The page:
Antianginal – Vasodilator
Action And Clinical Pharmacology: The principal action of nitroglycerin is that of all nitrates, namely relaxation of vascular smooth muscle. Nitrates act primarily by reducing myocardial oxygen demands rather than increasing its oxygen supply. This effect is thought to be brought about predominantly by peripheral action. Although venous effects predominate, nitroglycerin produces, in a dose-related manner, dilation of both arterial and venous beds. Dilation of the post-capillary vessels, including large veins, promotes peripheral pooling of blood and decreases venous return to the heart, reducing left ventricular end-diastolic pressure (pre-load). Arteriolar relaxation reduces systemic vascular resistance and arterial pressure (after-load). Left ventricular end-diastolic pressure and volume are decreased, resulting in reduction of ventricular size and wall tension. The reduction in ventricular wall tension results in a net decrease in myocardial oxygen consumption and a favorable net balance between myocardial oxygen supply and demand.
When the ointment is spread on the skin, nitroglycerin is continuously absorbed through the skin into the systemic circulation, bypassing portal circulation. Therapeutic effect can be anticipated 15 minutes after application. The duration of action of the ointment has been shown to be approximately 3 to 8 hours.
Indications And Clinical Uses: For the prevention of attacks of angina pectoris associated with chronic angina of effort.
Contra-Indications: Patients with severe anemia, increased intraocular pressure, increased intracranial pressure and hypotension. Also, patients with known idiosyncrasy to organic nitrates.
Manufacturers’ Warnings In Clinical States: Data on the safe use of nitroglycerin ointment during the early phase of myocardial infarction (the period during which clinical and laboratory findings are unstable) are insufficient to establish safety.
The use of this ointment in patients with congestive heart failure requires careful clinical and/or hemodynamic monitoring.
Nitrate dependence may occur in patients with chronic use. To avoid possible withdrawal effects, the administration of nitroglycerin ointment should gradually be reduced over 4 to 6 weeks. In industry workers continuously exposed to nitrates, chest pain, acute myocardial infarction and even sudden death have occurred during temporary withdrawal of nitrate exposure.
Precautions: Headaches or symptoms of hypotension, such as weakness or dizziness, particularly when arising suddenly from a recumbent position, may be due to overdosage. When they occur, the dose should be reduced or use of nitroglycerin ointment discontinued.
Nitroglycerin is a potent vasodilator and causes a slight decrease in mean blood pressure (approximately 10 to 15 mm Hg) in some patients when used in therapeutic dosages. Caution should be exercised in using the drug in patients who are prone to, or who might be affected by hypotension.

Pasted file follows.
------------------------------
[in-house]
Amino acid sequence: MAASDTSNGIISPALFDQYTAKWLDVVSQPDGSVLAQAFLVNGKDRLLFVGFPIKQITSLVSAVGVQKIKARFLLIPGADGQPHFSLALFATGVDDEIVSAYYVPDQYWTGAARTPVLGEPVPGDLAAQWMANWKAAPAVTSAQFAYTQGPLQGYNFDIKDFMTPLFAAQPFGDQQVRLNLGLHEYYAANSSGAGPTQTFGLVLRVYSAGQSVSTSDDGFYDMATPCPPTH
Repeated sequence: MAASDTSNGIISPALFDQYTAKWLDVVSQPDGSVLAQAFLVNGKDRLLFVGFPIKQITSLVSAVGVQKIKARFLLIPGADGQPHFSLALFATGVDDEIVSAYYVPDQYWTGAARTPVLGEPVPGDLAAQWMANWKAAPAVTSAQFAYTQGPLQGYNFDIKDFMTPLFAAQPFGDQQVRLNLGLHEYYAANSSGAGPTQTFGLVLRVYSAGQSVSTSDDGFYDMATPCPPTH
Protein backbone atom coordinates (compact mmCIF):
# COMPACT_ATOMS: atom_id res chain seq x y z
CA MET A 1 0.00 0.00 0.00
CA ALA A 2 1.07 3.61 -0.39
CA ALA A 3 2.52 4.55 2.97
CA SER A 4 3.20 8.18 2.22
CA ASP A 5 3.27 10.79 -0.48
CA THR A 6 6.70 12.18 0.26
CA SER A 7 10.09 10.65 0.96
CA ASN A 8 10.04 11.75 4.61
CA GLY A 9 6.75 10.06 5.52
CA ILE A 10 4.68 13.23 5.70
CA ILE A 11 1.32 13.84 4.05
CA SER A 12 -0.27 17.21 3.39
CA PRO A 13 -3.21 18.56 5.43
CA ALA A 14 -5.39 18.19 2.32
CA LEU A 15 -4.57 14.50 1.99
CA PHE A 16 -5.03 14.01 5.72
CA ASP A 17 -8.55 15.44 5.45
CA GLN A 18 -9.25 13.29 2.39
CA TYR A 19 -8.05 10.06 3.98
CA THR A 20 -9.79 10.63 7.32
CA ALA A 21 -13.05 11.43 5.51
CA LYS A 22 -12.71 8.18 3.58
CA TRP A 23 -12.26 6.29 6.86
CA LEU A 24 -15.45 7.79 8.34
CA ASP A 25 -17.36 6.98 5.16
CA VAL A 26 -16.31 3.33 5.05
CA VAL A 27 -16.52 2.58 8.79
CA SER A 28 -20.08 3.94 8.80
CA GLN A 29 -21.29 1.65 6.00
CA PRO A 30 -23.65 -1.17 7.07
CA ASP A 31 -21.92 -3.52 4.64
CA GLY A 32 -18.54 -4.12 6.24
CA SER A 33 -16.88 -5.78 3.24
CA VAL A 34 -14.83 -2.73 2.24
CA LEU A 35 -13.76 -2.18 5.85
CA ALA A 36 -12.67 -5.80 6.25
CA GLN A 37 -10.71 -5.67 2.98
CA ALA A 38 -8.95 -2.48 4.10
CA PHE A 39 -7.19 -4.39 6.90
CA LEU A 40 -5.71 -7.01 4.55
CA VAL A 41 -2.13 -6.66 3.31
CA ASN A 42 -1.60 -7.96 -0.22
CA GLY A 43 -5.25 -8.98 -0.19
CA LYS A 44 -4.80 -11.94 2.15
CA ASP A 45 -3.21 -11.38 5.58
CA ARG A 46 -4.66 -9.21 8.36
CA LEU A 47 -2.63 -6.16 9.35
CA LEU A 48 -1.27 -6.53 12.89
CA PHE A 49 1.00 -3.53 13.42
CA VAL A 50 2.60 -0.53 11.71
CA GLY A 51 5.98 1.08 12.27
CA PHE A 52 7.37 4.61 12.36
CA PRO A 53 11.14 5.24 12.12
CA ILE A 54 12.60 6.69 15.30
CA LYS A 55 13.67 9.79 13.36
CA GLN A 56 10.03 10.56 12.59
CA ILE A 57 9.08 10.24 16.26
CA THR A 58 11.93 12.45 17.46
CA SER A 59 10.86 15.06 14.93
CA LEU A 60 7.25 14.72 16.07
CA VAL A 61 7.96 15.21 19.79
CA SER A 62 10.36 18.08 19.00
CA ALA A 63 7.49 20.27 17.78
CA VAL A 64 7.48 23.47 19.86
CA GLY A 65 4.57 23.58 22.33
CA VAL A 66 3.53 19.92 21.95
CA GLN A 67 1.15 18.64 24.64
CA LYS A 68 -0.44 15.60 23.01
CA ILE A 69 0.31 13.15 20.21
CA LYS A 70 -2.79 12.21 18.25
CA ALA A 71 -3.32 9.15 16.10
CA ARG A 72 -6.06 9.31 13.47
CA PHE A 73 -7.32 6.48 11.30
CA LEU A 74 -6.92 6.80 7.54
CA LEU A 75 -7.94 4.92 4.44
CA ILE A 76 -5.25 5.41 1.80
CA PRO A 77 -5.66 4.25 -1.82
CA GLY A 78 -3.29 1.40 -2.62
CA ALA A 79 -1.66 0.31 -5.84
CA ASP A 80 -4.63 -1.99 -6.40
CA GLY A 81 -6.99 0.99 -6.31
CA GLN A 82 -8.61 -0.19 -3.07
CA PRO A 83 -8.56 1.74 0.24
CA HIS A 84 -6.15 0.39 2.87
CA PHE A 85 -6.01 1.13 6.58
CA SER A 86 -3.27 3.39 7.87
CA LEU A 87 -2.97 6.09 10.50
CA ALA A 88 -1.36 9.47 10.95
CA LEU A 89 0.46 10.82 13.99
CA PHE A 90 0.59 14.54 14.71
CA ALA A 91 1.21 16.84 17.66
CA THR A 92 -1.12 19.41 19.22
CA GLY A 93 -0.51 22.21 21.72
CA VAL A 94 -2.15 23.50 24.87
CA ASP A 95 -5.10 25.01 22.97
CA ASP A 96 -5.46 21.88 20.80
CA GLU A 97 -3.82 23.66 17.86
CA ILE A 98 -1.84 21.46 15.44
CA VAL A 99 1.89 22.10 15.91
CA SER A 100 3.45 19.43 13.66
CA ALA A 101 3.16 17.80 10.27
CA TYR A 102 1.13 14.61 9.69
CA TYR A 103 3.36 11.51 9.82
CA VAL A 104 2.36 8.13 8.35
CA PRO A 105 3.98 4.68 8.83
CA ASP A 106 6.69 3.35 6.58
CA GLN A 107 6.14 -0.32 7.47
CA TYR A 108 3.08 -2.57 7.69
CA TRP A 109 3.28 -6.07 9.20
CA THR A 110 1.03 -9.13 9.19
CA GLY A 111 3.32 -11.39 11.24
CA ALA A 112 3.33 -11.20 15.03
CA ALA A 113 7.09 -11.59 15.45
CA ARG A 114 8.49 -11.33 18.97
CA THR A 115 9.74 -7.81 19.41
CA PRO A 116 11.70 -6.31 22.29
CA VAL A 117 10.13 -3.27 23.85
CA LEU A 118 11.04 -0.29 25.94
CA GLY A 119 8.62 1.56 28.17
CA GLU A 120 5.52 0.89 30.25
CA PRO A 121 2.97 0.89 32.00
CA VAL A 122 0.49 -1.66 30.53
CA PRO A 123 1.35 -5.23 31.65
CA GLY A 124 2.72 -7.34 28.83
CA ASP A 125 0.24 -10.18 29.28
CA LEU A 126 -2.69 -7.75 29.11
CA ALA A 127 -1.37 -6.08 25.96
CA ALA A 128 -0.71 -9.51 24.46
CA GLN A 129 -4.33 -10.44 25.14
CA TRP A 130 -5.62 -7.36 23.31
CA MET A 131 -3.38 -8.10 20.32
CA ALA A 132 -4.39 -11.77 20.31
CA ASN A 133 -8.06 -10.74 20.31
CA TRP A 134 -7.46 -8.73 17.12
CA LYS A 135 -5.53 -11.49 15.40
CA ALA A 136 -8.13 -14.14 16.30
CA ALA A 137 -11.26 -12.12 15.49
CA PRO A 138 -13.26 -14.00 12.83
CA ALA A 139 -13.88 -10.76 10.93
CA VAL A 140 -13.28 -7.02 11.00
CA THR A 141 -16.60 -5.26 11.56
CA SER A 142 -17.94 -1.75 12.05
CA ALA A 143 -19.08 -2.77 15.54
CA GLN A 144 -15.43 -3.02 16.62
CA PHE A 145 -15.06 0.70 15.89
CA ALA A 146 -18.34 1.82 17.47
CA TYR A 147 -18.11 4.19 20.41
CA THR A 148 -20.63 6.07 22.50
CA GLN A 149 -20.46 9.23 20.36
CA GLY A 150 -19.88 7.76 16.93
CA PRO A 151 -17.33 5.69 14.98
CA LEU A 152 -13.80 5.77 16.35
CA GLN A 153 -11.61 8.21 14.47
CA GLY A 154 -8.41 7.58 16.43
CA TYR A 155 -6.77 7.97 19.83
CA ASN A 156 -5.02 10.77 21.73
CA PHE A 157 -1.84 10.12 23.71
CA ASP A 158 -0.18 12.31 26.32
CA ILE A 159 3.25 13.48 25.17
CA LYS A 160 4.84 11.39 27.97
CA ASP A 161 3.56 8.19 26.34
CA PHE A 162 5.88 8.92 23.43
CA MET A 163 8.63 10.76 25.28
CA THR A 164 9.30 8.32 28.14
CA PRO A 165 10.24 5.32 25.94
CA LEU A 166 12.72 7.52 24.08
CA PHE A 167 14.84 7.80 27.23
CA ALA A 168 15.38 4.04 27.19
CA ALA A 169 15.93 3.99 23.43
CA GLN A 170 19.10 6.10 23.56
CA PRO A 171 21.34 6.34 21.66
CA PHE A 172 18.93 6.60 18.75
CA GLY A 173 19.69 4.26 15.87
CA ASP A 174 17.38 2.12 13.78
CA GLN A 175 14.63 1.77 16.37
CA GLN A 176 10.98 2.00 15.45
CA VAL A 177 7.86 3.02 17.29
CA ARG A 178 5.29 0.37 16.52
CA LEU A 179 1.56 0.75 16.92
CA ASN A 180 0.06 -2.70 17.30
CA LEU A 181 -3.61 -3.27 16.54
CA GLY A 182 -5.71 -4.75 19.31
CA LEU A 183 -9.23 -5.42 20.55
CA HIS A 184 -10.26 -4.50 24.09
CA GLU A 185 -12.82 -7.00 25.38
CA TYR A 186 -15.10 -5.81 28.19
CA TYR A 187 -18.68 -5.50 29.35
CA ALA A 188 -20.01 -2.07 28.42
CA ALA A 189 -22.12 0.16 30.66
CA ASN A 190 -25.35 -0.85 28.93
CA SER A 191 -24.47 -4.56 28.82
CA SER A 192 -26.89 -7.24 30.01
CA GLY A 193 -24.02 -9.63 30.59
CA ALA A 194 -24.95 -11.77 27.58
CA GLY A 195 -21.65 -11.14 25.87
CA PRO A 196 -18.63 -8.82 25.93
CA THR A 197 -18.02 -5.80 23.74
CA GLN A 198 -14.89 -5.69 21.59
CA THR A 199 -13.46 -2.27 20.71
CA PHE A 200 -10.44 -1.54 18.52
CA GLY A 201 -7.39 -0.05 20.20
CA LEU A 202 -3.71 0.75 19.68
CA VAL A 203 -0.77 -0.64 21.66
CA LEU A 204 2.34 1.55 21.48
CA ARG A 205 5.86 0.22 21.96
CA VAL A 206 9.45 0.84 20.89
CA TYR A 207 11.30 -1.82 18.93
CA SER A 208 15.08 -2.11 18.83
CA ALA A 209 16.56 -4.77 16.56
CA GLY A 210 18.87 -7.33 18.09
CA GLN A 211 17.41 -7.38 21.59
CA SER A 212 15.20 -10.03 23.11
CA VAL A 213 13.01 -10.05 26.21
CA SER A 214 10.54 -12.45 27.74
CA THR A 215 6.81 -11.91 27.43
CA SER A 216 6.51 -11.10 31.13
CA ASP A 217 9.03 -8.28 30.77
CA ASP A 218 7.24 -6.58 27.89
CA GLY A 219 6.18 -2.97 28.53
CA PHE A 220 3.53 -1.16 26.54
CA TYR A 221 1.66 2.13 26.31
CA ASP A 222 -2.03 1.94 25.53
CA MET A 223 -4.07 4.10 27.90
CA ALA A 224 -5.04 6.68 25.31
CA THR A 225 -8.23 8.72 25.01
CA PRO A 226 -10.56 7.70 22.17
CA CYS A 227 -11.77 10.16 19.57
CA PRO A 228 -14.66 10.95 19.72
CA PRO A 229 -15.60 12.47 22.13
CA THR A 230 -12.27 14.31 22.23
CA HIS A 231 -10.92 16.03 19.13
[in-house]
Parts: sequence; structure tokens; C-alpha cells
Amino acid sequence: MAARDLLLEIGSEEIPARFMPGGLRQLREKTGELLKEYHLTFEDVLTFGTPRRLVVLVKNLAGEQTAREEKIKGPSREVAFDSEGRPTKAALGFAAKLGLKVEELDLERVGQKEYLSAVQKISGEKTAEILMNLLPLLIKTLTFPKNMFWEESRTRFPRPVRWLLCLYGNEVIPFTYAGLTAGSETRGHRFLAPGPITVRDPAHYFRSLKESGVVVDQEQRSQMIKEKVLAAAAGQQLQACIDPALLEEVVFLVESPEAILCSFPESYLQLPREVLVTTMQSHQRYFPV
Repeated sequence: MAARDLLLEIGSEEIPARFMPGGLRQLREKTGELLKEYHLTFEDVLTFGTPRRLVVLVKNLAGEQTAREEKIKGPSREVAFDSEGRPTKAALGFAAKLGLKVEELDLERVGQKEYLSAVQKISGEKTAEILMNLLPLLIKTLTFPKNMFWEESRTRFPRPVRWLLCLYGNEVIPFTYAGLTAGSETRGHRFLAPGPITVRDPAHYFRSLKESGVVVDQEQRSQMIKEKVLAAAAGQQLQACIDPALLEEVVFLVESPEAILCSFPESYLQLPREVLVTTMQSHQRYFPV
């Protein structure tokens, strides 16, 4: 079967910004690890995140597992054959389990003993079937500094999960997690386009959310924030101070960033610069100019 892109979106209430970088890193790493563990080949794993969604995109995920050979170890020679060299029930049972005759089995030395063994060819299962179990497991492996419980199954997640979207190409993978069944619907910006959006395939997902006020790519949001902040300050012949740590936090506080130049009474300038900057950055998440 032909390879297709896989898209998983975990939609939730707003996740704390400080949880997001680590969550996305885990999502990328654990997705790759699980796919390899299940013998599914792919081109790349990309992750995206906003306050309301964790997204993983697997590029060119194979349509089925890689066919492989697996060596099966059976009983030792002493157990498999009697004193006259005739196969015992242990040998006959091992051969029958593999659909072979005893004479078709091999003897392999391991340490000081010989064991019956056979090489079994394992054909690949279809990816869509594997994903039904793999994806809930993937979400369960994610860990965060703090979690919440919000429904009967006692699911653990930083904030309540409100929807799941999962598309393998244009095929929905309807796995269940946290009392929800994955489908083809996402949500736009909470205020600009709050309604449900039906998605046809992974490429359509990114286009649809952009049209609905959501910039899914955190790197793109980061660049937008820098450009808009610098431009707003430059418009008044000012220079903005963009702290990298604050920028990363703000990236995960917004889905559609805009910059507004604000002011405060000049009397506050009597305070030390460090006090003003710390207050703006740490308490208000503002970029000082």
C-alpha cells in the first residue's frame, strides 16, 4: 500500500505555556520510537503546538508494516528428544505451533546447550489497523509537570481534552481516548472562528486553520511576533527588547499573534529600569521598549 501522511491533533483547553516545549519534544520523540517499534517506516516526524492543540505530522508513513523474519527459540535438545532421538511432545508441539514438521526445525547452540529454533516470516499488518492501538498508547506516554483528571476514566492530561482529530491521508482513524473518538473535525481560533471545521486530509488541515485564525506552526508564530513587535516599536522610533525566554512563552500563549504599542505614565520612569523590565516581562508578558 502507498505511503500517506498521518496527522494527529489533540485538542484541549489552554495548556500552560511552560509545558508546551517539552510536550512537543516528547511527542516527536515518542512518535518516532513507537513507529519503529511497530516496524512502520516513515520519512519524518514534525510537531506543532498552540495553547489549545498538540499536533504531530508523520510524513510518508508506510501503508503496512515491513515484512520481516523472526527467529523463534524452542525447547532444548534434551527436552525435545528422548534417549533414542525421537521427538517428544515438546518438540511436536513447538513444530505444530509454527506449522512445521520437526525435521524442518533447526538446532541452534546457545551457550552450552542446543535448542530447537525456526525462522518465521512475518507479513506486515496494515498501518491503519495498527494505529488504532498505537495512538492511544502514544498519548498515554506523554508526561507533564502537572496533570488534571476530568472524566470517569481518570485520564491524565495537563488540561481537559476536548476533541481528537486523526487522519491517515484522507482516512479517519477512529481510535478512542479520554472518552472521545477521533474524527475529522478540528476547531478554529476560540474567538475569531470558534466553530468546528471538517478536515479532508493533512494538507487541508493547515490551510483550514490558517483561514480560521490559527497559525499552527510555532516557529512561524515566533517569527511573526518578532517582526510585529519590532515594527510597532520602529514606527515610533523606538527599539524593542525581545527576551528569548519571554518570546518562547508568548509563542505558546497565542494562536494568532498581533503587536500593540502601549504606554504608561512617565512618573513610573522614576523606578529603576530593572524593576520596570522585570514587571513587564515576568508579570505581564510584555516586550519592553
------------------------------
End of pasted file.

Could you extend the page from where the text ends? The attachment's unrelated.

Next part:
Nitroglycerin ointment is not intended for immediate relief or acute attacks of angina pectoris. Sublingual nitroglycerin preparations should be used for this purpose.
Tolerance to this drug and cross tolerance to other nitrates or nitrites may occur.
Adverse Reactions: Headache is the most common side effect, especially when higher dosages of the ointment are used. Headache may be treated with concomitant administration of mild analgesics. If headache is unresponsive to such treatment, the dose of nitroglycerin ointment should be reduced or the use of the product discontinued.
Less frequently, postural hypotension, an increase in heart rate, faintness, flushing, dizziness, nausea and dermatitis have been reported.
Symptoms And Treatment Of Overdose: Symptoms: Symptoms of overdosage are primarily related to vasodilation, including cutaneous flushing, headache, nausea, dizziness and hypotension. Methemoglobinemia is also possible.
Treatment: No specific antidote is available. Ointment should be wiped off immediately, followed by symptomatic and supportive treatment.
Dosage And Administration: Angina Pectoris: Ointment may be applied every 3 to 8 hours if necessary, but one application at bedtime frequently suffices for the entire night. The usual dose is 2.5 to 5 cm as squeezed from the tube. The optimal dose is determined by starting with an application of 1.25 cm and increasing the dose by 1.25 cm at a time until side effects (usually headache) occur or satisfactory response is obtained. Some patients may require as much as 10 to 12.5 cm, and/or application every 4 hours.
Nitroglycerin ointment is effective in the control of angina pectoris regardless of the site of application on the skin. Therefore, any convenient skin area may be used, but many patients prefer the chest because anginal pain originates in this area.
Method of application: Using Appli-ruler: In applying the ointment, the specially designed Appli-ruler (supplied in each package) is placed printed-side down, and the necessary amount of ointment is squeezed from the tube onto the applicator. Then, the applicator is placed with the ointment-side down onto the desired area of the skin, usually the chest (although other areas can be used). The ointment is spread over at least 50´75 mm area in a thin uniform layer using the Appli-ruler that serves the dual purpose of measuring the amount of ointment and preventing absorption of the ointment through the fingers while it is being applied. The ointment should be covered with the Appli-ruler paper, plastic kitchen wrap or other suitable material. This can be held in place with adhesive or transparent tape.
Availability And Storage: Each tube of ointment contains: 2% nitroglycerin. Nonmedicinal ingredients: lactose, lanolin, petrolatum and purified water. Tubes of 30 and 60 g. Keep tube tightly closed and store at room temperature (15 to 30°C).
NITROL® Rhône-Poulenc Rorer Nitroglycerin Antianginal – Vasodilator
Posted by RxMed